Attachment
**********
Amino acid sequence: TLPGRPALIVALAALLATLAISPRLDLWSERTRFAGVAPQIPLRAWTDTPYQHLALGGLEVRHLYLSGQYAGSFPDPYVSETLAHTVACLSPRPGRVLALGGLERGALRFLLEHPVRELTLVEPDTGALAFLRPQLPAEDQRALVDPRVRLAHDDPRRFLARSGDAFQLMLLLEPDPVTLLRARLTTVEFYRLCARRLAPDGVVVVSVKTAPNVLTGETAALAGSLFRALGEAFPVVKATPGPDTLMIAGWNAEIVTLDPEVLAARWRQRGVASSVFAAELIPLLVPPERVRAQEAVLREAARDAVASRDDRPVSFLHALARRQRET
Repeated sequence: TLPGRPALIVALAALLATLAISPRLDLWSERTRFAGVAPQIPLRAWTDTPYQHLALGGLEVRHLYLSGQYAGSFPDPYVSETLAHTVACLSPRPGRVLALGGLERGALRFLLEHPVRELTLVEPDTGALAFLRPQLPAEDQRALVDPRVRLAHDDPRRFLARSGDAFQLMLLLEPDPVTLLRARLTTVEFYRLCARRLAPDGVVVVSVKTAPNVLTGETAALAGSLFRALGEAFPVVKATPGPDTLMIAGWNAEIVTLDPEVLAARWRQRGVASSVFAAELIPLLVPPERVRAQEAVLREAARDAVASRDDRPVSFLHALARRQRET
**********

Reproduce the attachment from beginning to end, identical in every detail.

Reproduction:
Amino acid sequence: TLPGRPALIVALAALLATLAISPRLDLWSERTRFAGVAPQIPLRAWTDTPYQHLALGGLEVRHLYLSGQYAGSFPDPYVSETLAHTVACLSPRPGRVLALGGLERGALRFLLEHPVRELTLVEPDTGALAFLRPQLPAEDQRALVDPRVRLAHDDPRRFLARSGDAFQLMLLLEPDPVTLLRARLTTVEFYRLCARRLAPDGVVVVSVKTAPNVLTGETAALAGSLFRALGEAFPVVKATPGPDTLMIAGWNAEIVTLDPEVLAARWRQRGVASSVFAAELIPLLVPPERVRAQEAVLREAARDAVASRDDRPVSFLHALARRQRET
Repeated sequence: TLPGRPALIVALAALLATLAISPRLDLWSERTRFAGVAPQIPLRAWTDTPYQHLALGGLEVRHLYLSGQYAGSFPDPYVSETLAHTVACLSPRPGRVLALGGLERGALRFLLEHPVRELTLVEPDTGALAFLRPQLPAEDQRALVDPRVRLAHDDPRRFLARSGDAFQLMLLLEPDPVTLLRARLTTVEFYRLCARRLAPDGVVVVSVKTAPNVLTGETAALAGSLFRALGEAFPVVKATPGPDTLMIAGWNAEIVTLDPEVLAARWRQRGVASSVFAAELIPLLVPPERVRAQEAVLREAARDAVASRDDRPVSFLHALARRQRET